The exact steps will vary depending on whether you have an Apple or Android device. Either way, you can enable Wi-Fi calling by going to your phone’s Settings menu. From there, look for options such as Connections, Cellular, or Network & Internet—the specific terminology will depend on the system version your device is running on. Regardless, there should be a clear option to turn Wi-Fi Calling on and off.
Pros and Cons of Wi-Fi Calling
Still unsure if it’s even worth enabling the Wi-Fi calling feature? Here are the top pros and cons to consider.
Backup Solution for Spotty Cellular Coverage
Wi-Fi calling doesn’t lock you into making phone calls solely through a Wi-Fi connection. Instead, it essentially acts as a backup solution for your phone calls. It’s always nice to have a backup plan in place in case you temporarily lose cellular service coverage.
No Need to Install Additional Apps
Unlike VoIP applications, you do not need to install any apps or software to use Wi-Fi calling. This feature comes “baked” into your phone, so you won’t use up precious phone storage and memory with yet another app.
Can Provide a More Reliable Connection From Home
If you’re making a call from home, you’re probably within 50 feet or less from your Wi-Fi router—that’s based off the average home size of 2,400 square feet in the U.S. That is considerably less distance than there is between your phone and the nearest cellular phone tower, which is likely miles away. In rural areas, you may be even up to 50 miles from the nearest cellular tower.
Unreliable Signal Strength In Public Settings
While Wi-Fi calling can be a great option for calls from home, it’s considerably less reliable in public settings. If you’re in a cafe or a hotel, think of all the bandwidth that is shared between multiple users all actively using the same network. Your call quality may suffer when your phone has to compete for that bandwidth space.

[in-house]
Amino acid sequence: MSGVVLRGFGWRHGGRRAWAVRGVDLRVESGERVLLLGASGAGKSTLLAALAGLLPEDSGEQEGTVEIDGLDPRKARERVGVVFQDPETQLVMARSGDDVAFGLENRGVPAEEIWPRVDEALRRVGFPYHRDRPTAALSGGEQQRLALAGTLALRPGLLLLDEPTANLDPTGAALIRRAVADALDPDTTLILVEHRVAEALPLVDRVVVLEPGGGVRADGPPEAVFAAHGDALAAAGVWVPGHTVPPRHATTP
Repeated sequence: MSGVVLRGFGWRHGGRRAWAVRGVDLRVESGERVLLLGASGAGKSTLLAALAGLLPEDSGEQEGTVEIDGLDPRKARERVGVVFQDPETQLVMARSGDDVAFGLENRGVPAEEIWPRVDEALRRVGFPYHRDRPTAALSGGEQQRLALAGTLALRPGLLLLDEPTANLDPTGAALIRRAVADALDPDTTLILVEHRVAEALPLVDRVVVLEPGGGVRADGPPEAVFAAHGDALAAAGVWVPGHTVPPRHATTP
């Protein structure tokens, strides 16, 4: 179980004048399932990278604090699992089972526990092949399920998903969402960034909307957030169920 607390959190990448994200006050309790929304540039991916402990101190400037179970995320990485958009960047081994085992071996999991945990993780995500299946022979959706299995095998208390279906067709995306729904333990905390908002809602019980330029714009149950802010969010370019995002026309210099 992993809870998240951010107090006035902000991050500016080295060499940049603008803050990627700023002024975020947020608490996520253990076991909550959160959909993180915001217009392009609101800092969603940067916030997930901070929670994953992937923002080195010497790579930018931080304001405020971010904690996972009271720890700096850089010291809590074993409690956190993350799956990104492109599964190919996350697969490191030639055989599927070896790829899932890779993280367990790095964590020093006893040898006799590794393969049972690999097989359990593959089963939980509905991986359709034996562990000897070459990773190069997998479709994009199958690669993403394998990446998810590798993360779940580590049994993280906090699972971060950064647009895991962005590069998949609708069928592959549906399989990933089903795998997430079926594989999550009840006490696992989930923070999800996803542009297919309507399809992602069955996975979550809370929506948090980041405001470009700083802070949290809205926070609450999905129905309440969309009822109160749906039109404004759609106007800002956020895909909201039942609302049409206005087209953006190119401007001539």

Wi-Fi Hotspots Are Not Always Available
Although the number of global publicly available hotspots has increased by nearly 500% from 2016 to 2021, you’re still not guaranteed to be within close range of one anywhere you go.
Carrier-Branded Wi-Fi Calling Is Still Relatively New
Although VoIP technology has been around for years, cellphone carriers have slowly started offering Wi-Fi calling to their customers. While most major carriers offer this feature, some mobile carriers and some devices (particularly older models) won’t support Wi-Fi calling.
Frequently Asked Questions (FAQs)
Does Wi-Fi Calling Use Data?
If the call is being routed through a Wi-Fi network, it does not use data from your cellphone plan.
How Much Does Wi-Fi Calling Cost?
In most cases, Wi-Fi calling does not incur any additional costs. Most cellphone providers will treat Wi-Fi calls the same as any other call and deduct those minutes from your cellphone plan’s allotment. However, note that some public Wi-Fi networks may charge you an access fee to connect to their network. Check with your wireless carrier for further details on cost.
Can I Use Wi-Fi Calling Overseas?
Yes. In most cases, making Wi-Fi calls to a U.S. phone number while you are overseas is free. However, you should always check your cellphone carrier’s international calling terms to be sure.
How Fast Does My Wi-Fi Connection Need to Be to Make a Wi-Fi Call?
Generally, a minimum of 2 Mbps for Wi-Fi calls is recommended.
Can Wi-Fi Calling Be Hacked?
Although you may connect to an unsecured network during a Wi-Fi call, your mobile carrier encrypts your voice regardless of whether a call is routed through their cellular network or a Wi-Fi network. So even if your Wi-Fi network is public or unsecured, your calls should be safe because of the automatic voice encryption by your carrier.